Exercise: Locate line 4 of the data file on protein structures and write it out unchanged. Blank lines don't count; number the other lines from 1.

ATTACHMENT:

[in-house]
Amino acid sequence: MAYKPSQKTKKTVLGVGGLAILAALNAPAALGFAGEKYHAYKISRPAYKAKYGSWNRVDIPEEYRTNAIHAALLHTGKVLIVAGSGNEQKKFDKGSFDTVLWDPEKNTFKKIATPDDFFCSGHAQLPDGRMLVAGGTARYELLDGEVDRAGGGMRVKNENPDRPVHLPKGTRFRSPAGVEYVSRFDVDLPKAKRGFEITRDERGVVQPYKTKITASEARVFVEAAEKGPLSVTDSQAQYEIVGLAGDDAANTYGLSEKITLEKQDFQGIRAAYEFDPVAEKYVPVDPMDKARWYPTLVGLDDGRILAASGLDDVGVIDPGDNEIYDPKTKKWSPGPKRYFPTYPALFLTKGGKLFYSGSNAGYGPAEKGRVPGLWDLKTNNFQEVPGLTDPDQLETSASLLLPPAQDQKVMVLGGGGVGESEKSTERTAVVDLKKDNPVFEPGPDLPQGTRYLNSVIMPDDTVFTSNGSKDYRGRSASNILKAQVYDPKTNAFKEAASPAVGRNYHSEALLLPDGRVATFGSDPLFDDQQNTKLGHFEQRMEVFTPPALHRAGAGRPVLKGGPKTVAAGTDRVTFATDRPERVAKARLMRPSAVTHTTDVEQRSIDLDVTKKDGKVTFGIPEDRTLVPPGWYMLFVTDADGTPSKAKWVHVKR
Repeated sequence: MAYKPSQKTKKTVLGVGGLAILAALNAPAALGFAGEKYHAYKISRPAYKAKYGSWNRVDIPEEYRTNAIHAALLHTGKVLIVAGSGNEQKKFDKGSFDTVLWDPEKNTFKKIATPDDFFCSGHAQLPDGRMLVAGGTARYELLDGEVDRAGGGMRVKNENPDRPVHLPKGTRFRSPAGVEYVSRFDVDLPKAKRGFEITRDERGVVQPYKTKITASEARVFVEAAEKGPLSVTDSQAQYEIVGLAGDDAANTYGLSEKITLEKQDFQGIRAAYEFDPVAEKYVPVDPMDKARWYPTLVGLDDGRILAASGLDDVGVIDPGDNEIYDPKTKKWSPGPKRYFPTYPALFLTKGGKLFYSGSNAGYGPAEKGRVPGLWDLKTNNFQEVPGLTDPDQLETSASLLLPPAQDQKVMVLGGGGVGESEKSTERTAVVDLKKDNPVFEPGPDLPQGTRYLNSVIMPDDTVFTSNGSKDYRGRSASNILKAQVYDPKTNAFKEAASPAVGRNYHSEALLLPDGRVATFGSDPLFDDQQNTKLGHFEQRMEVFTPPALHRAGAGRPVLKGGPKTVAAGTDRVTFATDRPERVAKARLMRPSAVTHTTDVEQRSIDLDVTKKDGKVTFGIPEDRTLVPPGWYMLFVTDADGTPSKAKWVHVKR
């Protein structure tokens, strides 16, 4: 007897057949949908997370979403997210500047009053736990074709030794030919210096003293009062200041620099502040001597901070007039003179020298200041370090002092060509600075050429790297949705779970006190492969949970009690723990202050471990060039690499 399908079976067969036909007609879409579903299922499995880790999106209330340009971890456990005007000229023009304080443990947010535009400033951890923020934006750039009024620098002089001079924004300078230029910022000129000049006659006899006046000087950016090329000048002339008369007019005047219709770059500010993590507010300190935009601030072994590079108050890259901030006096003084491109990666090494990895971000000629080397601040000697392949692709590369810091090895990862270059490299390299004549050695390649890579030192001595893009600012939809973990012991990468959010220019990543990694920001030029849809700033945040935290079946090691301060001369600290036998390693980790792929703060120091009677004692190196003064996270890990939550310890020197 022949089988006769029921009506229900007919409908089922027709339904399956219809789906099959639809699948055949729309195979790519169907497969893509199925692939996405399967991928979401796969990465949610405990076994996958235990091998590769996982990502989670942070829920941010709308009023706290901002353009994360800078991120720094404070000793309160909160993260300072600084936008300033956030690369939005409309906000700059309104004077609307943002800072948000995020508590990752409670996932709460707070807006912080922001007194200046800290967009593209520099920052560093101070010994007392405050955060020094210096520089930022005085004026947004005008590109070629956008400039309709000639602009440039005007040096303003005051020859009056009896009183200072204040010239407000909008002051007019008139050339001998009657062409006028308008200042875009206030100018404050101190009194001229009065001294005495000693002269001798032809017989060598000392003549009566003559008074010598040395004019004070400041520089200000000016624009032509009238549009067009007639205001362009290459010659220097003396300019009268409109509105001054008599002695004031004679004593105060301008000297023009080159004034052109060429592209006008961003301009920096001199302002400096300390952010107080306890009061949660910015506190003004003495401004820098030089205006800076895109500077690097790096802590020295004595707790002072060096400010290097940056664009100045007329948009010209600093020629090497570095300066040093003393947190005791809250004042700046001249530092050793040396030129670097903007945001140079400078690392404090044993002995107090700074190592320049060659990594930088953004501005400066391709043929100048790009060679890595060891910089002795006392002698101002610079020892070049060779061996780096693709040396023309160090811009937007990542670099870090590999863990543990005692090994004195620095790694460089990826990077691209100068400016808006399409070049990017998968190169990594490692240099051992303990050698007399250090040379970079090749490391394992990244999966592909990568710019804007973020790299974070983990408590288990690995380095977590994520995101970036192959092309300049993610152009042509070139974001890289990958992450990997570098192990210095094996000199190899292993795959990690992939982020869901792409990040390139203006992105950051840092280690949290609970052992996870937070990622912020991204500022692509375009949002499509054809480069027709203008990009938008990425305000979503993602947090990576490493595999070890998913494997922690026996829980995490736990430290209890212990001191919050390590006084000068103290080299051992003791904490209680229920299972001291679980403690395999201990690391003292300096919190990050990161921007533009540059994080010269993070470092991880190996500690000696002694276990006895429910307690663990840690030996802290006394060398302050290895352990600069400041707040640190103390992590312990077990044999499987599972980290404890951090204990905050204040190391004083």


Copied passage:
């Protein structure tokens, strides 16, 4: 007897057949949908997370979403997210500047009053736990074709030794030919210096003293009062200041620099502040001597901070007039003179020298200041370090002092060509600075050429790297949705779970006190492969949970009690723990202050471990060039690499 399908079976067969036909007609879409579903299922499995880790999106209330340009971890456990005007000229023009304080443990947010535009400033951890923020934006750039009024620098002089001079924004300078230029910022000129000049006659006899006046000087950016090329000048002339008369007019005047219709770059500010993590507010300190935009601030072994590079108050890259901030006096003084491109990666090494990895971000000629080397601040000697392949692709590369810091090895990862270059490299390299004549050695390649890579030192001595893009600012939809973990012991990468959010220019990543990694920001030029849809700033945040935290079946090691301060001369600290036998390693980790792929703060120091009677004692190196003064996270890990939550310890020197 022949089988006769029921009506229900007919409908089922027709339904399956219809789906099959639809699948055949729309195979790519169907497969893509199925692939996405399967991928979401796969990465949610405990076994996958235990091998590769996982990502989670942070829920941010709308009023706290901002353009994360800078991120720094404070000793309160909160993260300072600084936008300033956030690369939005409309906000700059309104004077609307943002800072948000995020508590990752409670996932709460707070807006912080922001007194200046800290967009593209520099920052560093101070010994007392405050955060020094210096520089930022005085004026947004005008590109070629956008400039309709000639602009440039005007040096303003005051020859009056009896009183200072204040010239407000909008002051007019008139050339001998009657062409006028308008200042875009206030100018404050101190009194001229009065001294005495000693002269001798032809017989060598000392003549009566003559008074010598040395004019004070400041520089200000000016624009032509009238549009067009007639205001362009290459010659220097003396300019009268409109509105001054008599002695004031004679004593105060301008000297023009080159004034052109060429592209006008961003301009920096001199302002400096300390952010107080306890009061949660910015506190003004003495401004820098030089205006800076895109500077690097790096802590020295004595707790002072060096400010290097940056664009100045007329948009010209600093020629090497570095300066040093003393947190005791809250004042700046001249530092050793040396030129670097903007945001140079400078690392404090044993002995107090700074190592320049060659990594930088953004501005400066391709043929100048790009060679890595060891910089002795006392002698101002610079020892070049060779061996780096693709040396023309160090811009937007990542670099870090590999863990543990005692090994004195620095790694460089990826990077691209100068400016808006399409070049990017998968190169990594490692240099051992303990050698007399250090040379970079090749490391394992990244999966592909990568710019804007973020790299974070983990408590288990690995380095977590994520995101970036192959092309300049993610152009042509070139974001890289990958992450990997570098192990210095094996000199190899292993795959990690992939982020869901792409990040390139203006992105950051840092280690949290609970052992996870937070990622912020991204500022692509375009949002499509054809480069027709203008990009938008990425305000979503993602947090990576490493595999070890998913494997922690026996829980995490736990430290209890212990001191919050390590006084000068103290080299051992003791904490209680229920299972001291679980403690395999201990690391003292300096919190990050990161921007533009540059994080010269993070470092991880190996500690000696002694276990006895429910307690663990840690030996802290006394060398302050290895352990600069400041707040640190103390992590312990077990044999499987599972980290404890951090204990905050204040190391004083």